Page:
02 May 2007

Pegs and Wizcom - Last Gasp II

Yes folks the old models are dropping like flies. In my humble opinion, here is another one that will soon be biting the dust...

Pegasus - whose CEO was once called a very derogatory name in public by one of his big customers - has JUST managed to scrape through and get enough cash in the till with a recent offering. Not wishing to even hide their intent on cashing out - the current investors made it very clear they wanted the cash for themselves - oh yes and to buy out Wizcom from Blackstone. This they have managed to do.

But life isn’t so rosy. Pegasus revenues have been falling for some time. Its customers and suppliers are defecting and its business is not as relevant as it once was.

I feel very strongly that despite the underlying trend of disintermediation the team at Pegasus made a mistake many years ago when they didnt develop a solution for Wide Area Availability (aka Availability Search). Hoping to capitalize on what was then a monopoly - they refused to address the question. Well now they will pay the piper.

Their relevance is no longer as strong as fragmentation and bypass are the order of the day. Pegs can no longer rely on the GDSs nor their supply side partners.

I would like to put to rest one awful truth out there about the GDS being a higher yield market for Hotels. While this is technically true it comes at a price:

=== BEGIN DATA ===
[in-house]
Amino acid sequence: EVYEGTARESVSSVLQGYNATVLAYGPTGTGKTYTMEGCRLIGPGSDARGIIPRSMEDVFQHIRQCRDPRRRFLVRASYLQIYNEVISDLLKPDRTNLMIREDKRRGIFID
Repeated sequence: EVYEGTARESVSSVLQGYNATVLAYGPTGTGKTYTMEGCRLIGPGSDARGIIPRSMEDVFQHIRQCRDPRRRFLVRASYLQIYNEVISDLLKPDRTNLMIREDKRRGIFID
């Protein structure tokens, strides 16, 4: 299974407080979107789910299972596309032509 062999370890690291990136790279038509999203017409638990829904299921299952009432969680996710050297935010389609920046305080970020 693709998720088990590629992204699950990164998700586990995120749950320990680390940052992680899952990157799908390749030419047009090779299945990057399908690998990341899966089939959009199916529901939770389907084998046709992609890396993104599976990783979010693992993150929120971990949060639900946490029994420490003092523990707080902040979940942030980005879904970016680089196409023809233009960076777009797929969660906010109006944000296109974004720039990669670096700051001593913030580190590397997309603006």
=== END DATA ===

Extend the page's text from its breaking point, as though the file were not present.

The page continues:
1. The product/content served up is pretty poor.
2. The technology sucks.
3. Travel Agents are in the main lazy and don’t look hard if the product is not available easily via the GDS.

Consequently the premium paid by users for hotels booked via the GDS Travel Agency (TMC type) bookings versus those booked using Pegasus linked to say and OTA such as Expedia has been of the order 20%+ (source TravelClick). But this is an unnatural act. In today's tight market for product (with occupancy levels at historic highs) this is unsustainable. The hoteliers got VERY smart in recent years and manage now to have the upper hand. Pegasus is largely irrelevant and their total share of the market is falling.

As bypass of different types occurs and fragmentation is the order of the day it is not just Pegs Switch business that suffers but the other pieces also. The rep business has seen significant erosion due to new players at cheaper rates and better services/technologies emerge.

Even the HCC business is coming under fire - without the ubiquity of the Switch carrying all Travel intermediary business - the value of the switch based HCC counting falls away. Perot is the beneficiary of this.

So good luck to Mike and John as the struggle to hold on to the business. There are already more holes in the dyke than you have fingers...



No comments: